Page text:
I had it put to me recently that in supporting ‘someone like Jeremy Corbyn’ I was supporting someone who supports terrorists and fascism…
Jeremy may be many things, a man of honour perhaps, but not a terrorist sympathiser. Those accusations should be reserved for the actual supporters of terrorism, namely Rupert Murdoch and the Newscorp empire, who think it okay to bomb children in Gaza for the right of the IDF to get its blood lust on every couple of years.
Let’s get one thing straight, I am not suddenly a born again Labour Party member or supporter. There is still much wrong the Labour Party, namely three out of the four contenders for leadership and the people who are backing them, seemingly choosing the dark side over the light. What Jeremy does offer is a real choice between the current malevolent forces occupying Downing Street and change. In David Cameron’s Conservative Party, we have a more right wing, aggressive party than any cabinet Margaret Thatcher over saw. In fact, the next 5 years of Cameron’s hatchet mob might make us wistful for the days where miners got their skulls cracked by the police on Thatchers orders to break up the working classes only real strength; collective bargaining.
Jeremy Corbyn offers a chance of the politics of hope and not more of the politics of fear that we’ve had since 1979.
The images this week of 3 gunmen killing journalists at Charlie Hebdo whilst at work sent shock waves around the world. People reacted strongly to the attack, the hashtag #JeSuisCharlie trended and peaceful assemblies to remember them took place all over.
I was with some police officers when news broke and the images started to go viral. My first thoughts were with the victims and their families, then the countless number of innocent Muslims that would be victimised as a result of this barbaric act. This was a vicious attack, conducted by a handful of people with significant issues but not one driven by religion.
The attacks are alleged to be in response to several cartoons published by Charlie Hebdo, that portrayed the Prophet Muhammad in a negative light. This has resulted in dozens, if not hundreds, of people coming out and expressing their belief that these attacks were an attack on the freedom of speech and expression itself. People such as Barack Obama and David Cameron. Barack Obama and David Cameron? These people have been the face of oppression, both sides of the Atlantic, with acts and bills being passed day and night that have gradually stripped away our freedoms and liberties. I do not recall any of them bleating about our rights to expression then?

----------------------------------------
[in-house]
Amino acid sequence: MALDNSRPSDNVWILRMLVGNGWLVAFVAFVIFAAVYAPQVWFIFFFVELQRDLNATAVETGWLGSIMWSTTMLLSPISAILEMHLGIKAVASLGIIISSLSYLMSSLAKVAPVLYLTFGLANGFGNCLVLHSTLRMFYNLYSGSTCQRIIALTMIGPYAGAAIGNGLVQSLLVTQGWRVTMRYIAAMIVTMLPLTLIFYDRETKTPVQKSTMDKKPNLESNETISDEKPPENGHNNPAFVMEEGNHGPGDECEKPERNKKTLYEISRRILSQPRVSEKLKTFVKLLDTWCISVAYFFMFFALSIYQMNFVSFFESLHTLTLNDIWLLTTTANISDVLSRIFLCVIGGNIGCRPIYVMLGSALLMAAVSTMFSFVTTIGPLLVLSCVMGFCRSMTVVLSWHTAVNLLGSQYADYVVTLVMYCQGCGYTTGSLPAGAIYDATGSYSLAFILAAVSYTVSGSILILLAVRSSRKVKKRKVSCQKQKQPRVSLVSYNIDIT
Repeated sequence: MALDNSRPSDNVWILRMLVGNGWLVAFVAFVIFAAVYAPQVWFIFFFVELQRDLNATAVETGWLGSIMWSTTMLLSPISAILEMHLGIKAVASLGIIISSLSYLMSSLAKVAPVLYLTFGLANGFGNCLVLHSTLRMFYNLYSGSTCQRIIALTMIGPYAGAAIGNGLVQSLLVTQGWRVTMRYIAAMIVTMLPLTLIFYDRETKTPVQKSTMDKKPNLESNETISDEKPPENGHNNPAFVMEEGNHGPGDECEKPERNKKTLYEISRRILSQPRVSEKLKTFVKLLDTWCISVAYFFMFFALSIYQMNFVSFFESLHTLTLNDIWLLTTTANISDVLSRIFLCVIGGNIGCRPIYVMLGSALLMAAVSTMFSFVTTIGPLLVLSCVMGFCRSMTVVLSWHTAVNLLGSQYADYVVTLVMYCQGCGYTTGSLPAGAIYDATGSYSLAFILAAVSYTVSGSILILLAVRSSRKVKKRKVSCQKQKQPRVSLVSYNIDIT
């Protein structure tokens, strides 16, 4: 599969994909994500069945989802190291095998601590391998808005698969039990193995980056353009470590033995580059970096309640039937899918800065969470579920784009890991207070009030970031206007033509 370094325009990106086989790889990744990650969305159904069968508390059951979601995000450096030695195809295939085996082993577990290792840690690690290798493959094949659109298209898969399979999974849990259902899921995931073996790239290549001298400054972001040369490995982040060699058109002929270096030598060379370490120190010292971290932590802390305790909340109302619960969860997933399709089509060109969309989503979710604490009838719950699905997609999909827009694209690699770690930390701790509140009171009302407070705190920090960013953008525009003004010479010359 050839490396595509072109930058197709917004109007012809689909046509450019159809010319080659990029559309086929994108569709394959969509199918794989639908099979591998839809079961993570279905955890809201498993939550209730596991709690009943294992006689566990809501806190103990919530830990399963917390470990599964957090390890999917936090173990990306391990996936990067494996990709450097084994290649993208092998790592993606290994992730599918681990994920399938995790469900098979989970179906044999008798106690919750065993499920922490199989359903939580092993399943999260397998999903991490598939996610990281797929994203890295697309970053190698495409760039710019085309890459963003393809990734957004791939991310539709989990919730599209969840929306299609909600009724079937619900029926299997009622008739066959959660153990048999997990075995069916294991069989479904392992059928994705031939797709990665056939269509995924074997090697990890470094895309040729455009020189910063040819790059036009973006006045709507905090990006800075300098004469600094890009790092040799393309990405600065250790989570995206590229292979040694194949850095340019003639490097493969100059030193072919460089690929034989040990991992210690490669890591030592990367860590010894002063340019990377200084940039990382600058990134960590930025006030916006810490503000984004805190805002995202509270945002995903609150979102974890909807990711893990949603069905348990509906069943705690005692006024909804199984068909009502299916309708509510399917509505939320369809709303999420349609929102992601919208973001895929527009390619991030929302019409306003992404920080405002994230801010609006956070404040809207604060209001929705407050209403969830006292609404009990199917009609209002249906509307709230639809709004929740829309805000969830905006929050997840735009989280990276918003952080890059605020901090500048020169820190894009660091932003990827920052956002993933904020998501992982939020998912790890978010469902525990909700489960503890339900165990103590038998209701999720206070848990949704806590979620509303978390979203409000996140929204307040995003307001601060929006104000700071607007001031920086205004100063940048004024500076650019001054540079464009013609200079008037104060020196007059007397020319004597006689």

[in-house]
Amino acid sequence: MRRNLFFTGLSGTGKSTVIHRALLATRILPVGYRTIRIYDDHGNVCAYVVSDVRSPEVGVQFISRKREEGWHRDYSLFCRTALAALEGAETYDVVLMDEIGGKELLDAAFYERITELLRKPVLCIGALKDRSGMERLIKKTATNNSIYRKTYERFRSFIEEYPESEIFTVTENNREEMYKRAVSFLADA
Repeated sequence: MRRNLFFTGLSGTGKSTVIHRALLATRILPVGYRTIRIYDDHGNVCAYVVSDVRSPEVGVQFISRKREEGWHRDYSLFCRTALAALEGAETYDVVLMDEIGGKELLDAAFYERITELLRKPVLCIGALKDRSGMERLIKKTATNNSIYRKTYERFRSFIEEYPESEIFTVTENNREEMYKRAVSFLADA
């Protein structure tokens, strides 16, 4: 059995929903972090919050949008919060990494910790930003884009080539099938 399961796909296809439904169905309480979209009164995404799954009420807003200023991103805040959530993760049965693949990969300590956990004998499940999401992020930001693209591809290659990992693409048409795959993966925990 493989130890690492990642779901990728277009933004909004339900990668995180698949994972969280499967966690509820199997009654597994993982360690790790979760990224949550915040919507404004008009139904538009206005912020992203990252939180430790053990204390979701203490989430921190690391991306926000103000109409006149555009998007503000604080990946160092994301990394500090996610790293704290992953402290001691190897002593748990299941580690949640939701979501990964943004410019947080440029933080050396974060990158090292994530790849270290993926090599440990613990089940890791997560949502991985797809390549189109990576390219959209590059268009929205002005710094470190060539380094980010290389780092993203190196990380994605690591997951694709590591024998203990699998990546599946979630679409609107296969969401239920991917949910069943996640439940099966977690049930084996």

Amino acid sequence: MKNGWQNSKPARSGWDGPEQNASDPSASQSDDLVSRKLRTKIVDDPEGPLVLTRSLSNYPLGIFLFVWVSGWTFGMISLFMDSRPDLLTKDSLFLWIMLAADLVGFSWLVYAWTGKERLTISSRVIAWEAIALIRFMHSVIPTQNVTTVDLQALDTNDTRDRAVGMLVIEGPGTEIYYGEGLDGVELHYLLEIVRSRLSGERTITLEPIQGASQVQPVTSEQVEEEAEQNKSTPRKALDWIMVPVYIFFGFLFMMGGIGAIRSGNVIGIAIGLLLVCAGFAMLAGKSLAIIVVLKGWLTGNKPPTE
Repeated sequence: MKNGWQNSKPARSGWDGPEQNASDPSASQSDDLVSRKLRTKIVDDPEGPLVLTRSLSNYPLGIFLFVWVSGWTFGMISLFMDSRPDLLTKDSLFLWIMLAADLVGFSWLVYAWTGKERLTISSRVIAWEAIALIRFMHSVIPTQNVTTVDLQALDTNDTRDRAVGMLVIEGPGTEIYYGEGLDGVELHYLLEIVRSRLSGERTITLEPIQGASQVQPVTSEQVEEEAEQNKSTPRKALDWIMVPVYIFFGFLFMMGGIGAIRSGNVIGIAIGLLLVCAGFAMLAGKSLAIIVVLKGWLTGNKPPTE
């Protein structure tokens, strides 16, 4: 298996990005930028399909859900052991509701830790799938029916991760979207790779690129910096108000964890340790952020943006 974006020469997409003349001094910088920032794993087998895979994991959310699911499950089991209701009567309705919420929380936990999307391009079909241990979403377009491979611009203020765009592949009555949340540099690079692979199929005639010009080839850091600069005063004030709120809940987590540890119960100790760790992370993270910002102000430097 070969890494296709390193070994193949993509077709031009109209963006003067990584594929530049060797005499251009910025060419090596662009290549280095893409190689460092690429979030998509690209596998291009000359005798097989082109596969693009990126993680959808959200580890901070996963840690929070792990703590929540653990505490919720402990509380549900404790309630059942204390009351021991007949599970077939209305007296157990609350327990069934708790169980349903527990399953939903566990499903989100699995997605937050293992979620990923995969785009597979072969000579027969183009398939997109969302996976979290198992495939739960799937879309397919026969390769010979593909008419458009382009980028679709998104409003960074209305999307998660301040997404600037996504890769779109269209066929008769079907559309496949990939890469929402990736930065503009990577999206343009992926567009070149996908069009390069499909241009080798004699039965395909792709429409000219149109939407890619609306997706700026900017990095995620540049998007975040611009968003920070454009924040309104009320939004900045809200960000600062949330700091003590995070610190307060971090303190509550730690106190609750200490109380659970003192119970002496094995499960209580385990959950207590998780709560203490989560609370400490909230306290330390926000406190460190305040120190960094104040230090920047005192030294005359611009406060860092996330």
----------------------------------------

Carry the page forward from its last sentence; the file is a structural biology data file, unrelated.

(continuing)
Secret Courts, TPIMs, DRIP, NDAA, RIPA, CISPA; you name it, they have passed it, to protect our ‘liberties’. If the situation in Paris was not so serious, it would be laughable to hear these people come out in their support of our freedom of expression.
The right to freedom of speech and expression is something that causes controversy; is it okay to have freedom of speech and expression if it incites hatred or intolerance, or cause offence? The main problem is the balance with which this freedom is given. Even with a cursory glance at the media you will see that the majority of views, regards certain religions or beliefs, are typically one-sided and biased. If we are therefore to have the freedom for all to express themselves, without remit, there has to be an equal and opposite balance of views, which is something sorely missing. Some believe that our freedoms come with moral responsibility to be mindful of others.
To put the bleating of Cameron into perspective, in the lead up to the Royal wedding, the MET police went on a ‘pre-crime’ spree of arresting people who they believed would visibly oppose the wedding, sort of like the Tom Cruise film ‘Minority Report’. Is this the action of a state that supposedly supports the freedom of expression, something that we would “never relinquish” as exclaimed by David Cameron this week? But, you might say, there should be a line, it was someone’s wedding, something that people wanted to see, so you cannot speak out openly about it and disrupt the publics viewing pleasure. How is that any different to the divisive images created by Charlie Hebdo or others? Their images may have caused offence to the population of Frances’ Muslim community, and the wider Muslim community as a whole, yet there was not the global race to remove such imagery from their repertoire?
Where do we draw a line on what is the right to free expression? Do we draw a line? Should there be a line? Would the same support for this freedom of expression have existed if the cartoonists were making offensive imagery of Jews? I doubt very much so. Russia Today journalist Harry Fear said: “There’s a big difference between the right of expression and the freedom of expression. The latter concept conveys solely the ability to express; one is free to do something. It’s different to be able to do something, than to be able to do something and also to do it. In France, yes, it’s a freedom, to insult, humiliate and disrespect minorities for the sake of it, just to hurt them — but should it really be a right that one fulfils for the sake of it? Further, is it really noble to do so? Is it valuable for democracy? It is a symbolic measure of civilisation?”